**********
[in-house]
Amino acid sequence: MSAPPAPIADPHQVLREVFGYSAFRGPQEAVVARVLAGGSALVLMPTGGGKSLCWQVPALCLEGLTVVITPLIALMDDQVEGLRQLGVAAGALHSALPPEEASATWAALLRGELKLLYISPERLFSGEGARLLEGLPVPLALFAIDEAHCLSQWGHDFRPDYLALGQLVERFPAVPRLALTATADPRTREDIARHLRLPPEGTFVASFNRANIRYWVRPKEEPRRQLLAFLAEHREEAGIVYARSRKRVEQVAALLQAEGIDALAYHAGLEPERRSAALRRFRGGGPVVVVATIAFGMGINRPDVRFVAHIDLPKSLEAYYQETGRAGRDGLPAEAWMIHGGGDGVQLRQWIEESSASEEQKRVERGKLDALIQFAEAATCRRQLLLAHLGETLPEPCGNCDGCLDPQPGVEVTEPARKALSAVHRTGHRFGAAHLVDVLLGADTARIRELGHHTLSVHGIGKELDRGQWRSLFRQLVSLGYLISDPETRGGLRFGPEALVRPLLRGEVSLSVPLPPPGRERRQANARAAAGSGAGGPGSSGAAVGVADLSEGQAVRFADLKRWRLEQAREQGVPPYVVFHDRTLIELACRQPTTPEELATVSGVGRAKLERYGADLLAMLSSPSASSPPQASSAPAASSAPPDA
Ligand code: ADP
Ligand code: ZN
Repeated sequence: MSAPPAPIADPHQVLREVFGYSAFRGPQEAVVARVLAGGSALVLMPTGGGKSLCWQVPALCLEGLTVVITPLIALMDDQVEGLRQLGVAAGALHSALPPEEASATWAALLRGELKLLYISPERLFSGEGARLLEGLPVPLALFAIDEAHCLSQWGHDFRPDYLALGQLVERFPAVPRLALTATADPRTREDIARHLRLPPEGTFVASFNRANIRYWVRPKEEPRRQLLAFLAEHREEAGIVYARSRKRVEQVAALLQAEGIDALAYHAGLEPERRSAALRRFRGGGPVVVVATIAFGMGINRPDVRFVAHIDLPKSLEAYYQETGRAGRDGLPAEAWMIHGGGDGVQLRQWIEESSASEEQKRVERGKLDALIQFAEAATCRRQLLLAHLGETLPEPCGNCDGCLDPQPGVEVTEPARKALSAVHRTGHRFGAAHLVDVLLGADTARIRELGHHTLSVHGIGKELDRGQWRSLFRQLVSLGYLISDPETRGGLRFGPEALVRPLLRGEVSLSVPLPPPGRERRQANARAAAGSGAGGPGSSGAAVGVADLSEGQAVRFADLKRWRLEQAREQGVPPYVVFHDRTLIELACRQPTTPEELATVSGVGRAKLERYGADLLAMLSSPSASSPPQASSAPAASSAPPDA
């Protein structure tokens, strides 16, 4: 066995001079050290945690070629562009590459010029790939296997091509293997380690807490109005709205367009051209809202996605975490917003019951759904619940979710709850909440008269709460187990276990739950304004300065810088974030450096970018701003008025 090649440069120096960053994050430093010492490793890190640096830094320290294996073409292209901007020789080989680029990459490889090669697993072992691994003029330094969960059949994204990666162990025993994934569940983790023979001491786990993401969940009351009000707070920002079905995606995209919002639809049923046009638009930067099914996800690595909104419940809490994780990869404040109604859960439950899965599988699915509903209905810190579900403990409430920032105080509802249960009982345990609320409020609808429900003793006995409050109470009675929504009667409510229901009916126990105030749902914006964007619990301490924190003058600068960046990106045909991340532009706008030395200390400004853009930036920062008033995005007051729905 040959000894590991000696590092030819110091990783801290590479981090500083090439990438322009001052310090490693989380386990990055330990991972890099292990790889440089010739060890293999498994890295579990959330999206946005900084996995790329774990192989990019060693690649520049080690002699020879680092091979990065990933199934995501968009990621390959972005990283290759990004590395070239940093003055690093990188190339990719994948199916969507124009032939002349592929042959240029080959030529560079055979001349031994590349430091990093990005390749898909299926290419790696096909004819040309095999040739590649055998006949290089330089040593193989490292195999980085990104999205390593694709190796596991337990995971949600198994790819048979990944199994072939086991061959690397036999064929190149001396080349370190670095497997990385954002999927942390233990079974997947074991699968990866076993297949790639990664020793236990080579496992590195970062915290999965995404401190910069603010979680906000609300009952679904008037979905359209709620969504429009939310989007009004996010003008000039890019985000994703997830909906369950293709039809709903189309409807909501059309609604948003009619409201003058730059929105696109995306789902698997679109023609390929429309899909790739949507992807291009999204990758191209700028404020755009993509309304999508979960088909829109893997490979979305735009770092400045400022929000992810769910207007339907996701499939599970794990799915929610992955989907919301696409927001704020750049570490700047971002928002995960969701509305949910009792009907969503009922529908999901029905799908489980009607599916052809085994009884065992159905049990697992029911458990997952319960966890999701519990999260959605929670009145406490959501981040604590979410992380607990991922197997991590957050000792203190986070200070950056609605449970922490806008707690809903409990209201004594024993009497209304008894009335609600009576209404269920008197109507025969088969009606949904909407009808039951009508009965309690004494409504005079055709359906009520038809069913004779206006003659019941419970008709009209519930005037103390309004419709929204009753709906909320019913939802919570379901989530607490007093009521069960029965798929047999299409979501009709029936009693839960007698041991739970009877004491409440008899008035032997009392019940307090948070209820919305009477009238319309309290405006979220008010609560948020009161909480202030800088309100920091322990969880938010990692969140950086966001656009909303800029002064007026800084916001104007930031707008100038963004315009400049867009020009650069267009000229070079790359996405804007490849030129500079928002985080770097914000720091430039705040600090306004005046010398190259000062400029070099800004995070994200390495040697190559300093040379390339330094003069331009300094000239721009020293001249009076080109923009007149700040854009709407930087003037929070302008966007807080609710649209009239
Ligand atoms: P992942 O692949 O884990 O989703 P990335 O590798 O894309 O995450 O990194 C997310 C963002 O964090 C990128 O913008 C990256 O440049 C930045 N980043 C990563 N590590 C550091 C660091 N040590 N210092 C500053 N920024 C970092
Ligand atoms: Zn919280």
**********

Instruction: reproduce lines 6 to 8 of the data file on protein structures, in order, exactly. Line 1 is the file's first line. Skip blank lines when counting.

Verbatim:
């Protein structure tokens, strides 16, 4: 066995001079050290945690070629562009590459010029790939296997091509293997380690807490109005709205367009051209809202996605975490917003019951759904619940979710709850909440008269709460187990276990739950304004300065810088974030450096970018701003008025 090649440069120096960053994050430093010492490793890190640096830094320290294996073409292209901007020789080989680029990459490889090669697993072992691994003029330094969960059949994204990666162990025993994934569940983790023979001491786990993401969940009351009000707070920002079905995606995209919002639809049923046009638009930067099914996800690595909104419940809490994780990869404040109604859960439950899965599988699915509903209905810190579900403990409430920032105080509802249960009982345990609320409020609808429900003793006995409050109470009675929504009667409510229901009916126990105030749902914006964007619990301490924190003058600068960046990106045909991340532009706008030395200390400004853009930036920062008033995005007051729905 040959000894590991000696590092030819110091990783801290590479981090500083090439990438322009001052310090490693989380386990990055330990991972890099292990790889440089010739060890293999498994890295579990959330999206946005900084996995790329774990192989990019060693690649520049080690002699020879680092091979990065990933199934995501968009990621390959972005990283290759990004590395070239940093003055690093990188190339990719994948199916969507124009032939002349592929042959240029080959030529560079055979001349031994590349430091990093990005390749898909299926290419790696096909004819040309095999040739590649055998006949290089330089040593193989490292195999980085990104999205390593694709190796596991337990995971949600198994790819048979990944199994072939086991061959690397036999064929190149001396080349370190670095497997990385954002999927942390233990079974997947074991699968990866076993297949790639990664020793236990080579496992590195970062915290999965995404401190910069603010979680906000609300009952679904008037979905359209709620969504429009939310989007009004996010003008000039890019985000994703997830909906369950293709039809709903189309409807909501059309609604948003009619409201003058730059929105696109995306789902698997679109023609390929429309899909790739949507992807291009999204990758191209700028404020755009993509309304999508979960088909829109893997490979979305735009770092400045400022929000992810769910207007339907996701499939599970794990799915929610992955989907919301696409927001704020750049570490700047971002928002995960969701509305949910009792009907969503009922529908999901029905799908489980009607599916052809085994009884065992159905049990697992029911458990997952319960966890999701519990999260959605929670009145406490959501981040604590979410992380607990991922197997991590957050000792203190986070200070950056609605449970922490806008707690809903409990209201004594024993009497209304008894009335609600009576209404269920008197109507025969088969009606949904909407009808039951009508009965309690004494409504005079055709359906009520038809069913004779206006003659019941419970008709009209519930005037103390309004419709929204009753709906909320019913939802919570379901989530607490007093009521069960029965798929047999299409979501009709029936009693839960007698041991739970009877004491409440008899008035032997009392019940307090948070209820919305009477009238319309309290405006979220008010609560948020009161909480202030800088309100920091322990969880938010990692969140950086966001656009909303800029002064007026800084916001104007930031707008100038963004315009400049867009020009650069267009000229070079790359996405804007490849030129500079928002985080770097914000720091430039705040600090306004005046010398190259000062400029070099800004995070994200390495040697190559300093040379390339330094003069331009300094000239721009020293001249009076080109923009007149700040854009709407930087003037929070302008966007807080609710649209009239
Ligand atoms: P992942 O692949 O884990 O989703 P990335 O590798 O894309 O995450 O990194 C997310 C963002 O964090 C990128 O913008 C990256 O440049 C930045 N980043 C990563 N590590 C550091 C660091 N040590 N210092 C500053 N920024 C970092
Ligand atoms: Zn919280």